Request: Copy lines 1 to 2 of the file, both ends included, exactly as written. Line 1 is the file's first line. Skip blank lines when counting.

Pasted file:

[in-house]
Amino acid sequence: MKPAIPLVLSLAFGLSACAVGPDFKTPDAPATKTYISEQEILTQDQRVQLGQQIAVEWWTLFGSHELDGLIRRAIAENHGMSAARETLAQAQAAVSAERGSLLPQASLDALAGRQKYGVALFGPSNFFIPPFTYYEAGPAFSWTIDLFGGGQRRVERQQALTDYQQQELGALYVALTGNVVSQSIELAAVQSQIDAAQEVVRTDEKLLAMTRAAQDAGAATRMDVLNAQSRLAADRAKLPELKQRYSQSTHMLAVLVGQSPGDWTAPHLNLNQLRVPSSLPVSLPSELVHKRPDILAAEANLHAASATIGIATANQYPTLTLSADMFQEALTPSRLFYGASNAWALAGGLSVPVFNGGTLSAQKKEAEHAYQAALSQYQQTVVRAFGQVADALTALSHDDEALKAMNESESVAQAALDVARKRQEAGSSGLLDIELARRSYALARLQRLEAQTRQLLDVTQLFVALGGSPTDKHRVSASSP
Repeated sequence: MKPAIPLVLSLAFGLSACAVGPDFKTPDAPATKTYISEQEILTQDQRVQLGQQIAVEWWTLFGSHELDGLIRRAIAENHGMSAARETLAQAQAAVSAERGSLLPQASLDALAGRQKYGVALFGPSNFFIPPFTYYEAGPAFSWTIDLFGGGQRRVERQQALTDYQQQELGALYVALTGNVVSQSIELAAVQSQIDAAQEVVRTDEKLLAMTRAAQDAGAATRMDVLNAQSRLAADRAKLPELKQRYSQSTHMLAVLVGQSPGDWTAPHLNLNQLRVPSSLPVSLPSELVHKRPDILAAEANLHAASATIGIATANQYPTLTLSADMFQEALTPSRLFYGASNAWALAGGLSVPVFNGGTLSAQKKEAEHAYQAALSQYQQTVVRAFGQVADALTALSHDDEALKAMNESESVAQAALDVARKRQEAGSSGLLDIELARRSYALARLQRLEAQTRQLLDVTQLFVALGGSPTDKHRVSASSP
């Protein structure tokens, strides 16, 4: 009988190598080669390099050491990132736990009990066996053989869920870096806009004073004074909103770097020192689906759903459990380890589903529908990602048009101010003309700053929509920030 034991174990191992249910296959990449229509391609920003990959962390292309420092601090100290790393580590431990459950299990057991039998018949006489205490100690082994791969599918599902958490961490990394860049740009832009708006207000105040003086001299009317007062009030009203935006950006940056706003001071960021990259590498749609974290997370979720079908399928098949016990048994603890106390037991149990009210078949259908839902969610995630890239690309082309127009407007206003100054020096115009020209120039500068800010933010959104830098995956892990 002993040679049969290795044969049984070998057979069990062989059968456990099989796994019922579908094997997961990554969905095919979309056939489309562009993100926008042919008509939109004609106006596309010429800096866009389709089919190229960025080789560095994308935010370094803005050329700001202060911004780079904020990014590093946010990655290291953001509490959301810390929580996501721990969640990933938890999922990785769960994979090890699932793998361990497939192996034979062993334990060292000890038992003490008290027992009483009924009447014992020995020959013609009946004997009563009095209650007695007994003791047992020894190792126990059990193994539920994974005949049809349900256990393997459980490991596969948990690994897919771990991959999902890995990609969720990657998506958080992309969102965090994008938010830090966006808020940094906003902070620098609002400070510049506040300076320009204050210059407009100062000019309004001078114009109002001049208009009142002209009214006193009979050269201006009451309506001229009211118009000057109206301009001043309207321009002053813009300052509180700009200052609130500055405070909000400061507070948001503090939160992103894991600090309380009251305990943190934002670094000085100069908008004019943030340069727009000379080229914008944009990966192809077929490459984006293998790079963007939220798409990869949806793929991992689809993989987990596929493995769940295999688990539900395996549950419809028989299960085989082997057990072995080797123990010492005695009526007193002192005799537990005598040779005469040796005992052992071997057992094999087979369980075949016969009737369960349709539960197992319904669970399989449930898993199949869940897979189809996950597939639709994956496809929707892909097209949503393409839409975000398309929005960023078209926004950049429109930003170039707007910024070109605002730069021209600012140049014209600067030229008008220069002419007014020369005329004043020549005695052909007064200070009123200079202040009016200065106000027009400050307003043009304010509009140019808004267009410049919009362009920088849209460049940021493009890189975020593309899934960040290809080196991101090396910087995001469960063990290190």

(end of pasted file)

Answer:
[in-house]
Amino acid sequence: MKPAIPLVLSLAFGLSACAVGPDFKTPDAPATKTYISEQEILTQDQRVQLGQQIAVEWWTLFGSHELDGLIRRAIAENHGMSAARETLAQAQAAVSAERGSLLPQASLDALAGRQKYGVALFGPSNFFIPPFTYYEAGPAFSWTIDLFGGGQRRVERQQALTDYQQQELGALYVALTGNVVSQSIELAAVQSQIDAAQEVVRTDEKLLAMTRAAQDAGAATRMDVLNAQSRLAADRAKLPELKQRYSQSTHMLAVLVGQSPGDWTAPHLNLNQLRVPSSLPVSLPSELVHKRPDILAAEANLHAASATIGIATANQYPTLTLSADMFQEALTPSRLFYGASNAWALAGGLSVPVFNGGTLSAQKKEAEHAYQAALSQYQQTVVRAFGQVADALTALSHDDEALKAMNESESVAQAALDVARKRQEAGSSGLLDIELARRSYALARLQRLEAQTRQLLDVTQLFVALGGSPTDKHRVSASSP